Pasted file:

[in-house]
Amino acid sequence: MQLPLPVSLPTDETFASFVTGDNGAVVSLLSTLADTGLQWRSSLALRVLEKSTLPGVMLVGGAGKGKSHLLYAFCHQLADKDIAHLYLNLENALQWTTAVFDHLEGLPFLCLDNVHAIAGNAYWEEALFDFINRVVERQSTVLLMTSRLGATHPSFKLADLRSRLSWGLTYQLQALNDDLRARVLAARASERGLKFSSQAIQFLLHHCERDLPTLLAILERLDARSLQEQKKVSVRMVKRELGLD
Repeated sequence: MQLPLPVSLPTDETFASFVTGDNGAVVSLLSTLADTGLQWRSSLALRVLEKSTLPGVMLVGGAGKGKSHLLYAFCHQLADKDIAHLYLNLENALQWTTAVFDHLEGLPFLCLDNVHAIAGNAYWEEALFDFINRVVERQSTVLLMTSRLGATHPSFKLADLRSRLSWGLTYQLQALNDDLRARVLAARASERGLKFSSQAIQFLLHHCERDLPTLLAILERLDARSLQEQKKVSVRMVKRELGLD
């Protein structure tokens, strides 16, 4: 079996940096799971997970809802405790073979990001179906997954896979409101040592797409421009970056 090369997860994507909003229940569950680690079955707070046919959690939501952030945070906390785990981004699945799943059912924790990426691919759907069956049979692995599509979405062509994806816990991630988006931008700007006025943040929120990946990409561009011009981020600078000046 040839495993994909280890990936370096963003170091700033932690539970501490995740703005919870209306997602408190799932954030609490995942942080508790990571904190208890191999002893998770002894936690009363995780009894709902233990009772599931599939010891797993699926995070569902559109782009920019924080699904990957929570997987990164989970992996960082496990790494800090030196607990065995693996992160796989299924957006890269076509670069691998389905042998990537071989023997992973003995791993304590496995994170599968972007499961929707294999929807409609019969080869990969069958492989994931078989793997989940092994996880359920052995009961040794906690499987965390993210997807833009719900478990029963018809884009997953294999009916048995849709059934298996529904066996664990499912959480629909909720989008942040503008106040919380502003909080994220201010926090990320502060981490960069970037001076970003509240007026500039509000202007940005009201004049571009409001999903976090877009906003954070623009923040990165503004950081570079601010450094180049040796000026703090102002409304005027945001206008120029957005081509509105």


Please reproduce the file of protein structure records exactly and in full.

[in-house]
Amino acid sequence: MQLPLPVSLPTDETFASFVTGDNGAVVSLLSTLADTGLQWRSSLALRVLEKSTLPGVMLVGGAGKGKSHLLYAFCHQLADKDIAHLYLNLENALQWTTAVFDHLEGLPFLCLDNVHAIAGNAYWEEALFDFINRVVERQSTVLLMTSRLGATHPSFKLADLRSRLSWGLTYQLQALNDDLRARVLAARASERGLKFSSQAIQFLLHHCERDLPTLLAILERLDARSLQEQKKVSVRMVKRELGLD
Repeated sequence: MQLPLPVSLPTDETFASFVTGDNGAVVSLLSTLADTGLQWRSSLALRVLEKSTLPGVMLVGGAGKGKSHLLYAFCHQLADKDIAHLYLNLENALQWTTAVFDHLEGLPFLCLDNVHAIAGNAYWEEALFDFINRVVERQSTVLLMTSRLGATHPSFKLADLRSRLSWGLTYQLQALNDDLRARVLAARASERGLKFSSQAIQFLLHHCERDLPTLLAILERLDARSLQEQKKVSVRMVKRELGLD
């Protein structure tokens, strides 16, 4: 079996940096799971997970809802405790073979990001179906997954896979409101040592797409421009970056 090369997860994507909003229940569950680690079955707070046919959690939501952030945070906390785990981004699945799943059912924790990426691919759907069956049979692995599509979405062509994806816990991630988006931008700007006025943040929120990946990409561009011009981020600078000046 040839495993994909280890990936370096963003170091700033932690539970501490995740703005919870209306997602408190799932954030609490995942942080508790990571904190208890191999002893998770002894936690009363995780009894709902233990009772599931599939010891797993699926995070569902559109782009920019924080699904990957929570997987990164989970992996960082496990790494800090030196607990065995693996992160796989299924957006890269076509670069691998389905042998990537071989023997992973003995791993304590496995994170599968972007499961929707294999929807409609019969080869990969069958492989994931078989793997989940092994996880359920052995009961040794906690499987965390993210997807833009719900478990029963018809884009997953294999009916048995849709059934298996529904066996664990499912959480629909909720989008942040503008106040919380502003909080994220201010926090990320502060981490960069970037001076970003509240007026500039509000202007940005009201004049571009409001999903976090877009906003954070623009923040990165503004950081570079601010450094180049040796000026703090102002409304005027945001206008120029957005081509509105």